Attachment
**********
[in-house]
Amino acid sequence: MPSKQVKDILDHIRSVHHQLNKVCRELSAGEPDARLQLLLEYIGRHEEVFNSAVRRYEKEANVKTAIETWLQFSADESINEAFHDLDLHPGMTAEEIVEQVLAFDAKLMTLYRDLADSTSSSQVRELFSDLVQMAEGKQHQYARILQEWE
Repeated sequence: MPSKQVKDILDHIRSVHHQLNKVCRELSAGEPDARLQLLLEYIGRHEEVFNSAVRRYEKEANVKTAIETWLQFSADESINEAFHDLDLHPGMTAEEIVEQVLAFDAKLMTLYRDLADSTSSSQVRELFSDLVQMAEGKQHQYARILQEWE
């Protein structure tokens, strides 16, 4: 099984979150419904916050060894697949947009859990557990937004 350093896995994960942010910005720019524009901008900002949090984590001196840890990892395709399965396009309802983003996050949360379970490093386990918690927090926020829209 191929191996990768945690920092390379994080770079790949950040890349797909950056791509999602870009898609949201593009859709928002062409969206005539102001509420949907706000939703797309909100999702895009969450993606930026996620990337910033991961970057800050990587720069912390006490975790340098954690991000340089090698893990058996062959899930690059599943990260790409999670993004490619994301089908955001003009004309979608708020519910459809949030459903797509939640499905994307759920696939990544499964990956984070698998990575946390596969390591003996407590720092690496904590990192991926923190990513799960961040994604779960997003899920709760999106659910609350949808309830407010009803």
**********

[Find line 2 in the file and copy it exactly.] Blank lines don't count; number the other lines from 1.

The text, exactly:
Amino acid sequence: MPSKQVKDILDHIRSVHHQLNKVCRELSAGEPDARLQLLLEYIGRHEEVFNSAVRRYEKEANVKTAIETWLQFSADESINEAFHDLDLHPGMTAEEIVEQVLAFDAKLMTLYRDLADSTSSSQVRELFSDLVQMAEGKQHQYARILQEWE